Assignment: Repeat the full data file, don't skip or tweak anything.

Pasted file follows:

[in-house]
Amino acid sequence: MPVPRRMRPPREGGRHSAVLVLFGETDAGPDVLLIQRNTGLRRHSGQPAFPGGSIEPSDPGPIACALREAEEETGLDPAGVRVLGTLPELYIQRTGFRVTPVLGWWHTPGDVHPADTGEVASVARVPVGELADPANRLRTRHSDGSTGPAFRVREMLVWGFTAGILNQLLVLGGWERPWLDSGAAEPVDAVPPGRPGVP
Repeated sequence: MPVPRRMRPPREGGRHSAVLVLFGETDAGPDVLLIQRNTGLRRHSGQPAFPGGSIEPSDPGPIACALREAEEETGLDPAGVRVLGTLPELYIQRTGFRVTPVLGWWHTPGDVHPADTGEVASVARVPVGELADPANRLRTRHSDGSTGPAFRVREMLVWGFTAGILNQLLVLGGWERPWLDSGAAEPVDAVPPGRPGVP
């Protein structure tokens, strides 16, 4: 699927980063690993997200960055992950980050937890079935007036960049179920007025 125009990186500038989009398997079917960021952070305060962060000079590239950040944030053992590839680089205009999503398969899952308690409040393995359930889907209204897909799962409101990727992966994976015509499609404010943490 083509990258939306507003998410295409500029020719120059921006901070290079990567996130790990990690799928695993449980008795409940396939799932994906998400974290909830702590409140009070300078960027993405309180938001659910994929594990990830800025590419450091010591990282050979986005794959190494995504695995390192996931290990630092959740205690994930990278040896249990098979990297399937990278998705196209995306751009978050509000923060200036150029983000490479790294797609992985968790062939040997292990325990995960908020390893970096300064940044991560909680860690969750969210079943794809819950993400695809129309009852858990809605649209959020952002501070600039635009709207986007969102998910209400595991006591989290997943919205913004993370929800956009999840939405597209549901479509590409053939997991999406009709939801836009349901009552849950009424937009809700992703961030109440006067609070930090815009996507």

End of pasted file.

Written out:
[in-house]
Amino acid sequence: MPVPRRMRPPREGGRHSAVLVLFGETDAGPDVLLIQRNTGLRRHSGQPAFPGGSIEPSDPGPIACALREAEEETGLDPAGVRVLGTLPELYIQRTGFRVTPVLGWWHTPGDVHPADTGEVASVARVPVGELADPANRLRTRHSDGSTGPAFRVREMLVWGFTAGILNQLLVLGGWERPWLDSGAAEPVDAVPPGRPGVP
Repeated sequence: MPVPRRMRPPREGGRHSAVLVLFGETDAGPDVLLIQRNTGLRRHSGQPAFPGGSIEPSDPGPIACALREAEEETGLDPAGVRVLGTLPELYIQRTGFRVTPVLGWWHTPGDVHPADTGEVASVARVPVGELADPANRLRTRHSDGSTGPAFRVREMLVWGFTAGILNQLLVLGGWERPWLDSGAAEPVDAVPPGRPGVP
């Protein structure tokens, strides 16, 4: 699927980063690993997200960055992950980050937890079935007036960049179920007025 125009990186500038989009398997079917960021952070305060962060000079590239950040944030053992590839680089205009999503398969899952308690409040393995359930889907209204897909799962409101990727992966994976015509499609404010943490 083509990258939306507003998410295409500029020719120059921006901070290079990567996130790990990690799928695993449980008795409940396939799932994906998400974290909830702590409140009070300078960027993405309180938001659910994929594990990830800025590419450091010591990282050979986005794959190494995504695995390192996931290990630092959740205690994930990278040896249990098979990297399937990278998705196209995306751009978050509000923060200036150029983000490479790294797609992985968790062939040997292990325990995960908020390893970096300064940044991560909680860690969750969210079943794809819950993400695809129309009852858990809605649209959020952002501070600039635009709207986007969102998910209400595991006591989290997943919205913004993370929800956009999840939405597209549901479509590409053939997991999406009709939801836009349901009552849950009424937009809700992703961030109440006067609070930090815009996507």